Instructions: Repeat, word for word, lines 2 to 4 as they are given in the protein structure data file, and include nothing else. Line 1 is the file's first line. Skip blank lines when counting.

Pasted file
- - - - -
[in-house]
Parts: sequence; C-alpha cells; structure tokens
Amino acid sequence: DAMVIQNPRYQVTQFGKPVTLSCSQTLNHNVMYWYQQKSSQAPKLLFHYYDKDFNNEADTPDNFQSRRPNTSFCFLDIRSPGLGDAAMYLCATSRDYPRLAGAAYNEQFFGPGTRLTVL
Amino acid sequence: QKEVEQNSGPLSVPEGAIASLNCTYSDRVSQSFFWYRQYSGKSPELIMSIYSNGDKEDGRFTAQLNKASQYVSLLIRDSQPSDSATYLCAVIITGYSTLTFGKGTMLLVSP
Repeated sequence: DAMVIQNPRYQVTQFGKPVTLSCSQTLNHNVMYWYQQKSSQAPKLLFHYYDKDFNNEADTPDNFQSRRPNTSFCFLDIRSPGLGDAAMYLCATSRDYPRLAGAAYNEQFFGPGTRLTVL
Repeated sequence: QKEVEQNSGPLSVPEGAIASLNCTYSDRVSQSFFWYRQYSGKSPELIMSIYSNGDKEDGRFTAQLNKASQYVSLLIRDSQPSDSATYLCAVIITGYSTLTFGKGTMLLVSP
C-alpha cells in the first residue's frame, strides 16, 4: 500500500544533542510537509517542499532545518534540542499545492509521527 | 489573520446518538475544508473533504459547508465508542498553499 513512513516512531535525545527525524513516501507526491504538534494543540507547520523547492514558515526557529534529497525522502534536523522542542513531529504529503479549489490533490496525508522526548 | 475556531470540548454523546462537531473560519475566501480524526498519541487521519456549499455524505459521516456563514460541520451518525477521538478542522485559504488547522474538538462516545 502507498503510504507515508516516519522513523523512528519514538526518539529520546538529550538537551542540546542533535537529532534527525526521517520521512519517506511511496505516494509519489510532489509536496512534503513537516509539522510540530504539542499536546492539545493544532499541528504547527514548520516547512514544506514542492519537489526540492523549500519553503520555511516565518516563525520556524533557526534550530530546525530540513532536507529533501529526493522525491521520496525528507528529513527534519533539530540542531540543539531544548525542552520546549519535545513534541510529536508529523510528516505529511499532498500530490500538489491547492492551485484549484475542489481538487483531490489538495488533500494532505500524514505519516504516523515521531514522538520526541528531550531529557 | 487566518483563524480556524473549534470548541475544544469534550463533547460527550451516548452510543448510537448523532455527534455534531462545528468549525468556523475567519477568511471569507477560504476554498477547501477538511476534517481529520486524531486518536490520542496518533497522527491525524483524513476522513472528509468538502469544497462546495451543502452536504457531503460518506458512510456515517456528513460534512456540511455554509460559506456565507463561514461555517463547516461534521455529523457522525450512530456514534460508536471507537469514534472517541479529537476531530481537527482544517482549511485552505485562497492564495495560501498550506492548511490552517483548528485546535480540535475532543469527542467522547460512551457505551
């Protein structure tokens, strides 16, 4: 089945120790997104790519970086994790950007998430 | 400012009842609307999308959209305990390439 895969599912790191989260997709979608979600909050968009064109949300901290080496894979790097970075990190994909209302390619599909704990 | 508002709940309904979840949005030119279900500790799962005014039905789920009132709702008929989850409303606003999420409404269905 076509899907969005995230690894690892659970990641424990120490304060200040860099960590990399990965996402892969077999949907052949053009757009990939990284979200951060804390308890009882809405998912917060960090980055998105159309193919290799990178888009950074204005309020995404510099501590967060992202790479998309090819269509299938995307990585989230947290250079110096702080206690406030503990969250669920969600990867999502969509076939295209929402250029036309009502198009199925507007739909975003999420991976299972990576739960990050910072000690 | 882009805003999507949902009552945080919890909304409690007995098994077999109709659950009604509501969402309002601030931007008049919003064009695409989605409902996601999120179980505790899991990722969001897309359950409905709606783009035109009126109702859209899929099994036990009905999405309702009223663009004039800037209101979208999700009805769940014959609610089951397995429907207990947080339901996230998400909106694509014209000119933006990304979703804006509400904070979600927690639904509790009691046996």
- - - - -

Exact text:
Parts: sequence; C-alpha cells; structure tokens
Amino acid sequence: DAMVIQNPRYQVTQFGKPVTLSCSQTLNHNVMYWYQQKSSQAPKLLFHYYDKDFNNEADTPDNFQSRRPNTSFCFLDIRSPGLGDAAMYLCATSRDYPRLAGAAYNEQFFGPGTRLTVL
Amino acid sequence: QKEVEQNSGPLSVPEGAIASLNCTYSDRVSQSFFWYRQYSGKSPELIMSIYSNGDKEDGRFTAQLNKASQYVSLLIRDSQPSDSATYLCAVIITGYSTLTFGKGTMLLVSP